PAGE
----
John Maddux, Maddux Cattle Company in Wauneta, Neb., offers his advice from 40-plus years of grazing corn residues:

1. One strand of electric wire makes great portable fencing, but be sure to get it set up before the ground freezes, otherwise a simple chore can turn into a real headache.

2. The best way to keep a good relationship with a farmer is to make sure cattle stay inside the fence. When moving from field to field, keep cattle on the road and out of other fields along the way. Train cattle to stay on the road when they are moved.

3. Take a long-term approach and pay farmers rent on fields you originally agreed to use, but weren’t able to because of heavy snowfall.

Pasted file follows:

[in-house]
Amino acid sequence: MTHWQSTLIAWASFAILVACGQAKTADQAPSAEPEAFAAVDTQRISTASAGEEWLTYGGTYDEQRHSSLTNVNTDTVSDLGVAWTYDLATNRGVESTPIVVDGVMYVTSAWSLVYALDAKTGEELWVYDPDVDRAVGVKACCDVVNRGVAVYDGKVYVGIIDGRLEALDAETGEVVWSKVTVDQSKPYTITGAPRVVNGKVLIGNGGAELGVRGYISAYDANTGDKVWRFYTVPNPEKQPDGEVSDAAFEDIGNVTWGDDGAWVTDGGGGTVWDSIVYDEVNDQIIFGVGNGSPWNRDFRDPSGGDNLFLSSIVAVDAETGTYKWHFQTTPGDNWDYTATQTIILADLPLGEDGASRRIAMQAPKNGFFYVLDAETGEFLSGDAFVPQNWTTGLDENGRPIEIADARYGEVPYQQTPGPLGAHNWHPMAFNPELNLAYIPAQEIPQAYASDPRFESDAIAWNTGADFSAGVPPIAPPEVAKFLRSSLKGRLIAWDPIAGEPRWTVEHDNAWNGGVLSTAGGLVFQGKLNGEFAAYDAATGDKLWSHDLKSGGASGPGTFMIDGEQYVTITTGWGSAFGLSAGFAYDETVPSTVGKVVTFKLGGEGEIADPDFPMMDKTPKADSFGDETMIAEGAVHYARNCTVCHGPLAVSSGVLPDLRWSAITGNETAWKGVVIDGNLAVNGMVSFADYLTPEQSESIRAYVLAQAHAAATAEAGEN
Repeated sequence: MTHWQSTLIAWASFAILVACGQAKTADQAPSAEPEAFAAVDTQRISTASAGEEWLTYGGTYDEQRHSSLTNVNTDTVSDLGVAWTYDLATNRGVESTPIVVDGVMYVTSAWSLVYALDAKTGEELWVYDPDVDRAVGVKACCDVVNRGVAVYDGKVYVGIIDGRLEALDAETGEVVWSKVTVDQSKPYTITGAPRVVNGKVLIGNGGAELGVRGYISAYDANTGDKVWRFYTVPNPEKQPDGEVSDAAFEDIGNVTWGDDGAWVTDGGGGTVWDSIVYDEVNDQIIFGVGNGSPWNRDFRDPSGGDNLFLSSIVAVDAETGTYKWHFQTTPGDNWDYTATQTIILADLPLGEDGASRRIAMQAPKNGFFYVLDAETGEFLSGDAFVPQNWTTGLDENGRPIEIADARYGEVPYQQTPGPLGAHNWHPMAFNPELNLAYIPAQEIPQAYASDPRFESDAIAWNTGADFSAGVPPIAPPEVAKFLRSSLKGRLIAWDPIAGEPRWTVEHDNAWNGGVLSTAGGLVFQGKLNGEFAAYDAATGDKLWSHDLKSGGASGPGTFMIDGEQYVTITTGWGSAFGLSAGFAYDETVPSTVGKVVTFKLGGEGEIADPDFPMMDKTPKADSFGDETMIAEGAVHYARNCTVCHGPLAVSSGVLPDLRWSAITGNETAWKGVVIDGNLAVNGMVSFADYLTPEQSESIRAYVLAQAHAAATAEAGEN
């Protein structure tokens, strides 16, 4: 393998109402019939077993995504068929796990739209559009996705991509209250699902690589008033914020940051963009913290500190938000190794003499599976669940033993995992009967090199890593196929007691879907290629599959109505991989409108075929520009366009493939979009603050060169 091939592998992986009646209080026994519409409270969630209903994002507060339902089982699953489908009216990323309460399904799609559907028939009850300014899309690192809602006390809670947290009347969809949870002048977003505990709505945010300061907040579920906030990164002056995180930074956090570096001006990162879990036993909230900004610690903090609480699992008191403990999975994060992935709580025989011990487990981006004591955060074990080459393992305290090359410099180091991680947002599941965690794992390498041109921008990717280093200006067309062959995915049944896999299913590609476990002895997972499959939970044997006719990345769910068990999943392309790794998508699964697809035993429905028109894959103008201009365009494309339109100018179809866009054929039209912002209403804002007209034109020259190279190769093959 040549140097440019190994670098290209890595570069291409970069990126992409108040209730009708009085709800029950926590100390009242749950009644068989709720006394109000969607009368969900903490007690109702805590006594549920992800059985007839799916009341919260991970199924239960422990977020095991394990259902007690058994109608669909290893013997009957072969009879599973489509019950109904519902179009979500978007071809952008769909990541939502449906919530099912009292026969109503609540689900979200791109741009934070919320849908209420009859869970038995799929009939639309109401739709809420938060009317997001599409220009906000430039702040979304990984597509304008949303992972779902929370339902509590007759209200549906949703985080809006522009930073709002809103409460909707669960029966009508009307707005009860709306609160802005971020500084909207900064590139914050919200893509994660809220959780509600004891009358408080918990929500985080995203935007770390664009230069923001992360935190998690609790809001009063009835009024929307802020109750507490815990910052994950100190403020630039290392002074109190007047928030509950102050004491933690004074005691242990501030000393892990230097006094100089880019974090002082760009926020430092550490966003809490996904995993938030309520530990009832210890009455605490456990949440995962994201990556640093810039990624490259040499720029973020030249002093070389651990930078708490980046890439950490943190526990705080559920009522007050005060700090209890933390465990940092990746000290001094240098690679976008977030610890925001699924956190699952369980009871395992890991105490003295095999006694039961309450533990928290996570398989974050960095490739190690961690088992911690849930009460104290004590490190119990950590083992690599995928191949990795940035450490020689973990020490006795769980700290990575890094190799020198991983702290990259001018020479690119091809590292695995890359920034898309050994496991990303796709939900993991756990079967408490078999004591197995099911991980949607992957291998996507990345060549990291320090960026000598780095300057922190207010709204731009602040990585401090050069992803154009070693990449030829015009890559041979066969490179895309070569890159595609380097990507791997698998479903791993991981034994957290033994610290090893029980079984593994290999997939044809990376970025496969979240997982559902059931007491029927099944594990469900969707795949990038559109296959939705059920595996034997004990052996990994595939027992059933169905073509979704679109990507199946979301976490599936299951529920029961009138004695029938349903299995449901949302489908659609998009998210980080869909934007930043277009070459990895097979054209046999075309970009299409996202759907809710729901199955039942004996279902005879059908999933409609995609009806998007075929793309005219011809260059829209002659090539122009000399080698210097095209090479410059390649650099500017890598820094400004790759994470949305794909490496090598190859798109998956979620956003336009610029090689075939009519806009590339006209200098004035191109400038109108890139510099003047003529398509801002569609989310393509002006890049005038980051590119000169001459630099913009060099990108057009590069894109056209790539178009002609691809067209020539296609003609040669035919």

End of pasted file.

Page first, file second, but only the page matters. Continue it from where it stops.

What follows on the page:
4. Keeping a high stocking rate and short field time will decrease cattle trailing impacts to water tanks, and improve cattle performance by keeping them continually moving to new fresh fields with the prospect of another shot of corn.

5. If you can, strategically graze cattle starting at the farthest field from the ranch and moving cattle back, field to field, closer to home. That way you’re only paying trucking one way.


Note: This story appeared in the October 2016 issue of Drovers.